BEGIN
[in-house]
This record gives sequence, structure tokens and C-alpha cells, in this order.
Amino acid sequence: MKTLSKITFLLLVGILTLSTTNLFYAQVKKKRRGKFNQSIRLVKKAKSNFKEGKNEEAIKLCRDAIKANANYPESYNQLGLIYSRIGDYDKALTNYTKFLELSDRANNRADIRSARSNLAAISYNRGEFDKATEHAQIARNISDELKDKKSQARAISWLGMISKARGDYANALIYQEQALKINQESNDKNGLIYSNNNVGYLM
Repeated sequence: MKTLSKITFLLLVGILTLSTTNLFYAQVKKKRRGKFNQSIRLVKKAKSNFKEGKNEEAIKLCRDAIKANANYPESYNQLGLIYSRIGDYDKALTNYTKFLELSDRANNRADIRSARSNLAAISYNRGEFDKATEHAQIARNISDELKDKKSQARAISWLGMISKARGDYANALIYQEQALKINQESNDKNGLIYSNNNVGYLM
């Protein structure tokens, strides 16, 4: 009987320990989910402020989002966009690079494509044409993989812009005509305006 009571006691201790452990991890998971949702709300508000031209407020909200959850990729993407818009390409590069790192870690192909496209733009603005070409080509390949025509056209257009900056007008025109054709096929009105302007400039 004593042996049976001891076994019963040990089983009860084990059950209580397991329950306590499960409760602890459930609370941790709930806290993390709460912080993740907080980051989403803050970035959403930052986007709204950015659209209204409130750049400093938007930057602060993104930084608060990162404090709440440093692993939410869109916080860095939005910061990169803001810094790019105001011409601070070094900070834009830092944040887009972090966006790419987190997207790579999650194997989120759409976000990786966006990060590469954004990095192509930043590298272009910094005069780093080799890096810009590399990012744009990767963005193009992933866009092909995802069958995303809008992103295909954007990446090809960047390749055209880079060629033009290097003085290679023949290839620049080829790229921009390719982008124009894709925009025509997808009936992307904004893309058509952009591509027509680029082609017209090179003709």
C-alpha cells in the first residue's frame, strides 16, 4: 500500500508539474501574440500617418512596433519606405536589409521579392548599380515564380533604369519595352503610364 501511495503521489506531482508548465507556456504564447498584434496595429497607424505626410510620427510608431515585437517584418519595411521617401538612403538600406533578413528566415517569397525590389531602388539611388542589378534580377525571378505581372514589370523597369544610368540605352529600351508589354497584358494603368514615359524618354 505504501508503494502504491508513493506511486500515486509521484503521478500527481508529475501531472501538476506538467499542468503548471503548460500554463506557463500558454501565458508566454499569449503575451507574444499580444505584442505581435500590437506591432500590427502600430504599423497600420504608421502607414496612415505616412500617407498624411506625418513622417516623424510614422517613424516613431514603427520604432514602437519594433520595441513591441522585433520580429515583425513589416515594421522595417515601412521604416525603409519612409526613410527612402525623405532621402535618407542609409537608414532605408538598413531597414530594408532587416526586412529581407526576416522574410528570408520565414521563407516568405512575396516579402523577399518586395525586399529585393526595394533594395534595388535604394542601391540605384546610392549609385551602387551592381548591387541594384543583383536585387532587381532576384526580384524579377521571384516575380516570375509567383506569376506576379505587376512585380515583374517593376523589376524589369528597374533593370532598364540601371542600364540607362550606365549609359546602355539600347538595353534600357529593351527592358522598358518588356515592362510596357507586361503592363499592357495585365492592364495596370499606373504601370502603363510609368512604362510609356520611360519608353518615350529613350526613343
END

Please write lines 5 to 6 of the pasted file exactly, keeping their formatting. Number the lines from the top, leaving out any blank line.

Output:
């Protein structure tokens, strides 16, 4: 009987320990989910402020989002966009690079494509044409993989812009005509305006 009571006691201790452990991890998971949702709300508000031209407020909200959850990729993407818009390409590069790192870690192909496209733009603005070409080509390949025509056209257009900056007008025109054709096929009105302007400039 004593042996049976001891076994019963040990089983009860084990059950209580397991329950306590499960409760602890459930609370941790709930806290993390709460912080993740907080980051989403803050970035959403930052986007709204950015659209209204409130750049400093938007930057602060993104930084608060990162404090709440440093692993939410869109916080860095939005910061990169803001810094790019105001011409601070070094900070834009830092944040887009972090966006790419987190997207790579999650194997989120759409976000990786966006990060590469954004990095192509930043590298272009910094005069780093080799890096810009590399990012744009990767963005193009992933866009092909995802069958995303809008992103295909954007990446090809960047390749055209880079060629033009290097003085290679023949290839620049080829790229921009390719982008124009894709925009025509997808009936992307904004893309058509952009591509027509680029082609017209090179003709």
C-alpha cells in the first residue's frame, strides 16, 4: 500500500508539474501574440500617418512596433519606405536589409521579392548599380515564380533604369519595352503610364 501511495503521489506531482508548465507556456504564447498584434496595429497607424505626410510620427510608431515585437517584418519595411521617401538612403538600406533578413528566415517569397525590389531602388539611388542589378534580377525571378505581372514589370523597369544610368540605352529600351508589354497584358494603368514615359524618354 505504501508503494502504491508513493506511486500515486509521484503521478500527481508529475501531472501538476506538467499542468503548471503548460500554463506557463500558454501565458508566454499569449503575451507574444499580444505584442505581435500590437506591432500590427502600430504599423497600420504608421502607414496612415505616412500617407498624411506625418513622417516623424510614422517613424516613431514603427520604432514602437519594433520595441513591441522585433520580429515583425513589416515594421522595417515601412521604416525603409519612409526613410527612402525623405532621402535618407542609409537608414532605408538598413531597414530594408532587416526586412529581407526576416522574410528570408520565414521563407516568405512575396516579402523577399518586395525586399529585393526595394533594395534595388535604394542601391540605384546610392549609385551602387551592381548591387541594384543583383536585387532587381532576384526580384524579377521571384516575380516570375509567383506569376506576379505587376512585380515583374517593376523589376524589369528597374533593370532598364540601371542600364540607362550606365549609359546602355539600347538595353534600357529593351527592358522598358518588356515592362510596357507586361503592363499592357495585365492592364495596370499606373504601370502603363510609368512604362510609356520611360519608353518615350529613350526613343